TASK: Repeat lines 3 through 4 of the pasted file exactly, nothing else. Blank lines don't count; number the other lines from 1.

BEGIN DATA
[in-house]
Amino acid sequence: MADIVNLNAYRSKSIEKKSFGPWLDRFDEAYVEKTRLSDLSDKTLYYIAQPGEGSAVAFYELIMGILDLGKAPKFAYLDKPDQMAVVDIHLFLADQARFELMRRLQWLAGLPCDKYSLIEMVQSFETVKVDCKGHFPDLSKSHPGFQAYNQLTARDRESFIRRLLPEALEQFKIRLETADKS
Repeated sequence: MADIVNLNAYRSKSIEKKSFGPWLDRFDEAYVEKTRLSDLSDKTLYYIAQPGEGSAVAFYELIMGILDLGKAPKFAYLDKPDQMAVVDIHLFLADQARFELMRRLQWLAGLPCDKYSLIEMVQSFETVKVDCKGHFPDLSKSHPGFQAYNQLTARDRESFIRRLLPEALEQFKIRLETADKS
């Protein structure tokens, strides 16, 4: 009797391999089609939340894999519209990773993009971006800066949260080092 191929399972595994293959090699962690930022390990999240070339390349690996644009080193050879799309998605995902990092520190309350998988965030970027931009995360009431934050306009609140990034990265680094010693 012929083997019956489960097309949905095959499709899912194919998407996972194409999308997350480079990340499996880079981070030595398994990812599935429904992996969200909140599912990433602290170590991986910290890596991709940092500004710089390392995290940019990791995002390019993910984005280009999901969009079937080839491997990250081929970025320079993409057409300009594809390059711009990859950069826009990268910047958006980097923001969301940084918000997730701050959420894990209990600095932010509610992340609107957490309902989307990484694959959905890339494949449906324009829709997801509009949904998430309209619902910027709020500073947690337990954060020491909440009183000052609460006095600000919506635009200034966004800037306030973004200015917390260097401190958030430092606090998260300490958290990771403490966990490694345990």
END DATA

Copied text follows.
Repeated sequence: MADIVNLNAYRSKSIEKKSFGPWLDRFDEAYVEKTRLSDLSDKTLYYIAQPGEGSAVAFYELIMGILDLGKAPKFAYLDKPDQMAVVDIHLFLADQARFELMRRLQWLAGLPCDKYSLIEMVQSFETVKVDCKGHFPDLSKSHPGFQAYNQLTARDRESFIRRLLPEALEQFKIRLETADKS
């Protein structure tokens, strides 16, 4: 009797391999089609939340894999519209990773993009971006800066949260080092 191929399972595994293959090699962690930022390990999240070339390349690996644009080193050879799309998605995902990092520190309350998988965030970027931009995360009431934050306009609140990034990265680094010693 012929083997019956489960097309949905095959499709899912194919998407996972194409999308997350480079990340499996880079981070030595398994990812599935429904992996969200909140599912990433602290170590991986910290890596991709940092500004710089390392995290940019990791995002390019993910984005280009999901969009079937080839491997990250081929970025320079993409057409300009594809390059711009990859950069826009990268910047958006980097923001969301940084918000997730701050959420894990209990600095932010509610992340609107957490309902989307990484694959959905890339494949449906324009829709997801509009949904998430309209619902910027709020500073947690337990954060020491909440009183000052609460006095600000919506635009200034966004800037306030973004200015917390260097401190958030430092606090998260300490958290990771403490966990490694345990």